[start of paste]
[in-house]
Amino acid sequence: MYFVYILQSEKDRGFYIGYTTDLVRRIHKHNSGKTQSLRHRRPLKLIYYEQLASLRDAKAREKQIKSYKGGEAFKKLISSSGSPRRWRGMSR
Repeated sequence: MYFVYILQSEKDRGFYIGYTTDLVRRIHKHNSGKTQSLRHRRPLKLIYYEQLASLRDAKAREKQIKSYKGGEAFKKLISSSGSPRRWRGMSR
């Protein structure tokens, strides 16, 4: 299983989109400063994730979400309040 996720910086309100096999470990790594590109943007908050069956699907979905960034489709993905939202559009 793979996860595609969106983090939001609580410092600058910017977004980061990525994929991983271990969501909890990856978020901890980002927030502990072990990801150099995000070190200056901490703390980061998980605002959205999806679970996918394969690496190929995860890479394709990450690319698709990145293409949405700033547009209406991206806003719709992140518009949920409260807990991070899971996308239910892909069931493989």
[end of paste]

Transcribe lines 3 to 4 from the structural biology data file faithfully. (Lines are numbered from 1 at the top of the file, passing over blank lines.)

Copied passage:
Repeated sequence: MYFVYILQSEKDRGFYIGYTTDLVRRIHKHNSGKTQSLRHRRPLKLIYYEQLASLRDAKAREKQIKSYKGGEAFKKLISSSGSPRRWRGMSR
């Protein structure tokens, strides 16, 4: 299983989109400063994730979400309040 996720910086309100096999470990790594590109943007908050069956699907979905960034489709993905939202559009 793979996860595609969106983090939001609580410092600058910017977004980061990525994929991983271990969501909890990856978020901890980002927030502990072990990801150099995000070190200056901490703390980061998980605002959205999806679970996918394969690496190929995860890479394709990450690319698709990145293409949405700033547009209406991206806003719709992140518009949920409260807990991070899971996308239910892909069931493989």